|The Rose of Alabama|
Mistake #1: Don't plant what you don't want to eat. I planted all kinds of peppers* this year, mostly in an effort to see what grew best here. Unfortunately, the one that grew best is not one that I like to eat: banana peppers. Also, that accidental deer corn is pretty harsh. The chickens enjoy both, so there is that...
Mistake #2: Shade trees make shade. A few years ago we planted some oaks south of the back raised beds, and for years they broke up the sun just enough to avoid scorch. They are now so large that I either need to remove them or move the beds. I'm moving the beds.
Mistake #3: Container planting gets expensive. Unlike dirt, which you get to re-use every year, potting mix is a once-or-twice (at most) product that then needs to be added to the garden or composted. There was an enormous difference in the results of my "first year" and "second year" containers. However, buying potting mix in October is one way to reduce the costs substantially.
Mistake #4: If you plant your squash-type plants late summer in an effort to avoid squash bugs, they will likely fall prey to powdery mildew.
Mistake #5: Don't plant grape vines on the shady side of the post you want them to ascend, even if it's much more convenient to do so.
Still, it was a pretty good year for potatoes and tomatoes and a great year for cukes, garlic, raspberries, and herbs of all sorts. Of the tobacco plants I kept, I got a few pounds of leaves for hanging in the barn, though I have enough seeds left that I didn't bother to save any.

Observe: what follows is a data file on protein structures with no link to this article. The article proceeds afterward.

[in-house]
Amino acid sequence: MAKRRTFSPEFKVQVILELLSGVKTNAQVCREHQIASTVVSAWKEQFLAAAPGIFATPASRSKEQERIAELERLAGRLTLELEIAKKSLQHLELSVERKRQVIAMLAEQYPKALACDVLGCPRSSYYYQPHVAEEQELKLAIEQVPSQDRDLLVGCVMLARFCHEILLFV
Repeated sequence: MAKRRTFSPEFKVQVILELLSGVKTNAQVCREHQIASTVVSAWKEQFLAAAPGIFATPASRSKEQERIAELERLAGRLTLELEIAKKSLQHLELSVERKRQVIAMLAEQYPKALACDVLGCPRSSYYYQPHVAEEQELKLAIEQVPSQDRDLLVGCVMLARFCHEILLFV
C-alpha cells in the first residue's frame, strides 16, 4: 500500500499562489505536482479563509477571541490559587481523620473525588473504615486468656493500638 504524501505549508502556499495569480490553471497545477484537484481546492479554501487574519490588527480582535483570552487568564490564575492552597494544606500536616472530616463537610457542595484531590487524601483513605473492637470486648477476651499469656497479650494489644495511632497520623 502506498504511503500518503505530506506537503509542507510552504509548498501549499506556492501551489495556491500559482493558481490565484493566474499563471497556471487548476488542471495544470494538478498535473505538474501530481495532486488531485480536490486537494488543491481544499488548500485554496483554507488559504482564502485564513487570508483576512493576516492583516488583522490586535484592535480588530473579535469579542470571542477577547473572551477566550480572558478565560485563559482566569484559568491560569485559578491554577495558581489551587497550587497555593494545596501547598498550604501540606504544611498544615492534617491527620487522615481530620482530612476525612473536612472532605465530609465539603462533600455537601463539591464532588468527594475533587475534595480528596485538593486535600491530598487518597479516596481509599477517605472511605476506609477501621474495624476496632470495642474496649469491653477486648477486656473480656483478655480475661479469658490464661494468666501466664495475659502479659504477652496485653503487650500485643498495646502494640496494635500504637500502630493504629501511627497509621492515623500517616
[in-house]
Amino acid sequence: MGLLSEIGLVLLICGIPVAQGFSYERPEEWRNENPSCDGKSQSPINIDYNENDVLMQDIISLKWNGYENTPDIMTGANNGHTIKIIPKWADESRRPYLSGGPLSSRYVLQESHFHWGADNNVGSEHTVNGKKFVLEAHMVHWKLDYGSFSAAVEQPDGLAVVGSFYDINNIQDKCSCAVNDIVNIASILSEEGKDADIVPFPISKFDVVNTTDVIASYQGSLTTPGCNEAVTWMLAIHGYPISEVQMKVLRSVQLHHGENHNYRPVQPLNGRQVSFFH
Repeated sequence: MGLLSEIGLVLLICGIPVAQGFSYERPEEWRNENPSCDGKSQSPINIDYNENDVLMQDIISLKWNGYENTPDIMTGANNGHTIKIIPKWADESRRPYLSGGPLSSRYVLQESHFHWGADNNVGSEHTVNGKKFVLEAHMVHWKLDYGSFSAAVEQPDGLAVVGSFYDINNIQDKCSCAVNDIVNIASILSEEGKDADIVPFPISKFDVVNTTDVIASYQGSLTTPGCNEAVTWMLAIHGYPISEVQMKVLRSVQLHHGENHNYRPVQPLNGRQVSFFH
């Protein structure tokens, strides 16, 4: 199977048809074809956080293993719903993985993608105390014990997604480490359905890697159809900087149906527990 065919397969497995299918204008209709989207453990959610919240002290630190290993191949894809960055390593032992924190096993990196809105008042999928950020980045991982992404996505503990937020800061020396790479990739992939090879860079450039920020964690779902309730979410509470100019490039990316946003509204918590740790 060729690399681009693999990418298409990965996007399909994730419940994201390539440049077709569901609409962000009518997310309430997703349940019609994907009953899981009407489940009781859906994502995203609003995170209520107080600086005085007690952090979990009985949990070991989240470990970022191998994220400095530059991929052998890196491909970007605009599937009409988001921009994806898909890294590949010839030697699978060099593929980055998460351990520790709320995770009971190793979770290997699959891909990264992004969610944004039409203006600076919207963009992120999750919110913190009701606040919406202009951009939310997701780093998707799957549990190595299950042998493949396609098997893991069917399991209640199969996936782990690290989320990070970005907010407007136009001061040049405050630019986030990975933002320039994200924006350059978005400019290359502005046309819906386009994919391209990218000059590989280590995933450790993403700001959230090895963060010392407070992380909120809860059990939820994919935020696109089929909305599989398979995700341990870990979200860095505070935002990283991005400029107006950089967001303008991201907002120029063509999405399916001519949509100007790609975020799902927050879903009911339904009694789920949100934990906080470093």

Next year's plans are already on the move. On the back yard cinder block beds I am expanding from six 12'x4' beds to four 25'x4' beds and moving everything to the field south of the house. I'm going to try planting horseradish as an annual instead of just letting it go wild. I'm going to plant only Roma tomatoes next year, as those seem to be the best for salsa and sauces. Finally, the die sales have provided enough fiscal overage that I might get to put in a small greenhouse. The problem there is that I'll have to water much more frequently, for which I'll likely need a second well first. My hundred-year-old, hand-dug cistern is reliable, but I don't like to push it too hard.
Oh, the woes of prole self-sufficiency.
* Well, not ALL kinds. I didn't grow jalapenos, but I will need to next year, as my current supply will run low this winter.